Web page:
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Overview of the management of multiple myeloma

S Vincent Rajkumar, MD
Section Editor
Robert A Kyle, MD
Deputy Editor
Rebecca F Connor, MD


Multiple myeloma (MM) is characterized by the neoplastic proliferation of a single clone of plasma cells producing a monoclonal immunoglobulin. This clone of plasma cells proliferates in the bone marrow and often results in extensive skeletal destruction with osteolytic lesions, osteopenia, and/or pathologic fractures. Additional disease-related complications include hypercalcemia, renal insufficiency, anemia, and infections.

This topic reviews the overall treatment strategy for patients with MM. Further details regarding the selection of initial therapy, the treatment of relapsed/refractory disease, the use of hematopoietic cell transplantation (HCT), and the management of complications of MM are discussed separately. (See "Selection of initial chemotherapy for symptomatic multiple myeloma" and "Autologous hematopoietic cell transplantation in multiple myeloma" and "Treatment of relapsed or refractory multiple myeloma" and "Treatment of the complications of multiple myeloma" and "The use of bisphosphonates in patients with multiple myeloma" and "Management of multiple myeloma in resource-poor settings" and "Treatment and prognosis of kidney disease in multiple myeloma and other monoclonal gammopathies".)


The first step in approaching a potential new patient with MM is to verify the diagnosis since the premalignant stages of myeloma, namely monoclonal gammopathy of undetermined significance (MGUS) and smoldering multiple myeloma (SMM), do not require therapy and may be easily misdiagnosed as MM (table 1 and algorithm 1). Unlike persons with MGUS and SMM, patients with MM require treatment [1]. Without effective therapy, symptomatic patients die within a median of six months [2]. (See "Clinical features, laboratory manifestations, and diagnosis of multiple myeloma", section on 'Evaluation'.)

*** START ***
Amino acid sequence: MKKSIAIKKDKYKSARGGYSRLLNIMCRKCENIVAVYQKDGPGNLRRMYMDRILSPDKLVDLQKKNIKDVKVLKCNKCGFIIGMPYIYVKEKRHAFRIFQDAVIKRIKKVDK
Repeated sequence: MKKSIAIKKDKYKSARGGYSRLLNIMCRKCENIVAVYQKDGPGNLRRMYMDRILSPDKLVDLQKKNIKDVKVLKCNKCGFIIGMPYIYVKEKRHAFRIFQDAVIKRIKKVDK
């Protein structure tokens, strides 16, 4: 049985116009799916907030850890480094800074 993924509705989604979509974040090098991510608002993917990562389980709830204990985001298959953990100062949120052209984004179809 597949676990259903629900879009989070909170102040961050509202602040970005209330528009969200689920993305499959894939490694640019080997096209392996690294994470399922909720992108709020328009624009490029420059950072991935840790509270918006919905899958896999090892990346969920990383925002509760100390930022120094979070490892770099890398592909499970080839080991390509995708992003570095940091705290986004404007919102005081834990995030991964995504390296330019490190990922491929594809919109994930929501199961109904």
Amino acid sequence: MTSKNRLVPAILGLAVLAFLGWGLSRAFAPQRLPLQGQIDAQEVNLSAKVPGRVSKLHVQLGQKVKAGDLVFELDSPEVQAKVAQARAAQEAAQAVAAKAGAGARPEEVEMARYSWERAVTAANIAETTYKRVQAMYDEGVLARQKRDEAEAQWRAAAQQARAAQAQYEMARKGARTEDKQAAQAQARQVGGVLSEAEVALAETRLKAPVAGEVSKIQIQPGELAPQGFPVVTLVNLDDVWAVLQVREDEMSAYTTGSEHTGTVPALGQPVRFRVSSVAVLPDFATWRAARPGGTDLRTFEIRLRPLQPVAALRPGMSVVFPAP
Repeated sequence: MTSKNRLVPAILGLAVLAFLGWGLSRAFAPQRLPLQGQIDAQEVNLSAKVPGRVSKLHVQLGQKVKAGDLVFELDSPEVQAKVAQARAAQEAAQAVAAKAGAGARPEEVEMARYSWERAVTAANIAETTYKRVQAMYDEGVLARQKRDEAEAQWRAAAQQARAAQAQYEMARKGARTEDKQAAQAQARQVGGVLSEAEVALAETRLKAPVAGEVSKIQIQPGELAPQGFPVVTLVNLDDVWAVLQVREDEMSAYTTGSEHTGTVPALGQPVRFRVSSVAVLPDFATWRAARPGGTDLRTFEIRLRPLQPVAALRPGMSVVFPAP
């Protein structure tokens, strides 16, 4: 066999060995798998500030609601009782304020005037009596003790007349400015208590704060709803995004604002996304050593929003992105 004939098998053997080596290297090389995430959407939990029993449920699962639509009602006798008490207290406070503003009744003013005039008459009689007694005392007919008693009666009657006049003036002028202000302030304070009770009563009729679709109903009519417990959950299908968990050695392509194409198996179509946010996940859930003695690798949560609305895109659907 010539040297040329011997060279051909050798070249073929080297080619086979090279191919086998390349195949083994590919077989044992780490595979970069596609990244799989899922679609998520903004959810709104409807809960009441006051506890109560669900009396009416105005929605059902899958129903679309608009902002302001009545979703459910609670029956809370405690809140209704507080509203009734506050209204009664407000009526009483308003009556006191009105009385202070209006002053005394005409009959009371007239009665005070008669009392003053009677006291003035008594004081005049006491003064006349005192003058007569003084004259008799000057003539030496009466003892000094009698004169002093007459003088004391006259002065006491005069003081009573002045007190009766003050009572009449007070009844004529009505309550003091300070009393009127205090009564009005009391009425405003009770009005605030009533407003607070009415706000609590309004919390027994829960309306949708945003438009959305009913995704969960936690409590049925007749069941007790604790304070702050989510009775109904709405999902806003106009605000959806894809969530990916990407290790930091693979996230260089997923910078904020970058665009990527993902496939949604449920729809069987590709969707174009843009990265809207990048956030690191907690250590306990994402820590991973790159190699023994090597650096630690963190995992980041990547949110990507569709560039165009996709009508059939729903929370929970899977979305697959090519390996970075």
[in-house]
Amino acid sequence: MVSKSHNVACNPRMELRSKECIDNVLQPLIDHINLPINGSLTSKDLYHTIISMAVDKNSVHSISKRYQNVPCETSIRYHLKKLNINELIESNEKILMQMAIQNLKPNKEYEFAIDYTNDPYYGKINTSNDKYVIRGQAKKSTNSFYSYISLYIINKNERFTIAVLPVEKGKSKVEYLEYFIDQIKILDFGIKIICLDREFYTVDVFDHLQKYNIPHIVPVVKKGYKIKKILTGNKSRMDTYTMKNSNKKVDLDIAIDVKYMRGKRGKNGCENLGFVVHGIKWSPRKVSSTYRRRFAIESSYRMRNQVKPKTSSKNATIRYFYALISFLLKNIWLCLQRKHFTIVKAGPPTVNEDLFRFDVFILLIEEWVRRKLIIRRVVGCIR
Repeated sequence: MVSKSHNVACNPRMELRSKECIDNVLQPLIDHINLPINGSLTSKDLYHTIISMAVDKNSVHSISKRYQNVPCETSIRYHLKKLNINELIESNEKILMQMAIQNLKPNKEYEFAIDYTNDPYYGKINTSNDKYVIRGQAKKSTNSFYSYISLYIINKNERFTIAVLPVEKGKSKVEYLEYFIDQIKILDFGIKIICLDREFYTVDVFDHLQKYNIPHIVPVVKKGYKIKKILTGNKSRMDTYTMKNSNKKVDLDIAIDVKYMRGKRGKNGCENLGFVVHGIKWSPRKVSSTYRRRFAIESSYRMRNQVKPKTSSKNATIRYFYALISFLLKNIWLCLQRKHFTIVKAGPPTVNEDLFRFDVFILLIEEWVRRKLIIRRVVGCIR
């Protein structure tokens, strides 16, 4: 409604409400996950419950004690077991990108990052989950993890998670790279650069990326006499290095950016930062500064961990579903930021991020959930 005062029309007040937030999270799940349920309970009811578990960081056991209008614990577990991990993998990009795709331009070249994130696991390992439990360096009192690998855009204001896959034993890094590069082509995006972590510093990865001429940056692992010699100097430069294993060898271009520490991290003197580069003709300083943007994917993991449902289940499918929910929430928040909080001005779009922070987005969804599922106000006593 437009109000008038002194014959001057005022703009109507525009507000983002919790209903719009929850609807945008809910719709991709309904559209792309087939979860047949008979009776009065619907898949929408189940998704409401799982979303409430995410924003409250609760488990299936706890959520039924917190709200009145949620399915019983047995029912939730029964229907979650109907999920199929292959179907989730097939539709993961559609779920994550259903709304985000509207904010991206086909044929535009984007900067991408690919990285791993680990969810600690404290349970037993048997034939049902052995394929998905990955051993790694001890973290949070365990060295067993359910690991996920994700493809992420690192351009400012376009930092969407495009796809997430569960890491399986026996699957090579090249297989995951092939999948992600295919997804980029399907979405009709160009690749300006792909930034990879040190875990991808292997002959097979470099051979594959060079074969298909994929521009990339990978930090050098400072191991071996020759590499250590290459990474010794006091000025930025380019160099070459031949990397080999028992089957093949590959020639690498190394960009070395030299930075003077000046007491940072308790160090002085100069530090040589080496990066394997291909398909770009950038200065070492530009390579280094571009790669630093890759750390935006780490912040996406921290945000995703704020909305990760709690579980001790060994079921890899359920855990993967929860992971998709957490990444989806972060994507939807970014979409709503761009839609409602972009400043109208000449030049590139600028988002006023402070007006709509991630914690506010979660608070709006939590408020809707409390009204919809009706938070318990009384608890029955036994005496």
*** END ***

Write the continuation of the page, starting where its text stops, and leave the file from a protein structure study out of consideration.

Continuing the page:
The diagnosis of MM requires the presence of ≥10 percent bone marrow plasma cells and/or biopsy proven plasmacytoma in the setting of disease-related end organ damage and/or the identification of a biomarker associated with near inevitable progression to end-organ damage (table 1) [3]. The following findings are considered evidence of end-organ damage, if attributable to the underlying plasma cell disorder:

Anemia (ie, hemoglobin <10 g/dL [<100 g/L] or >2 g/dL [>20 g/L] below normal)


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Literature review current through: Dec 2016. | This topic last updated: Fri Dec 23 00:00:00 GMT+00:00 2016.
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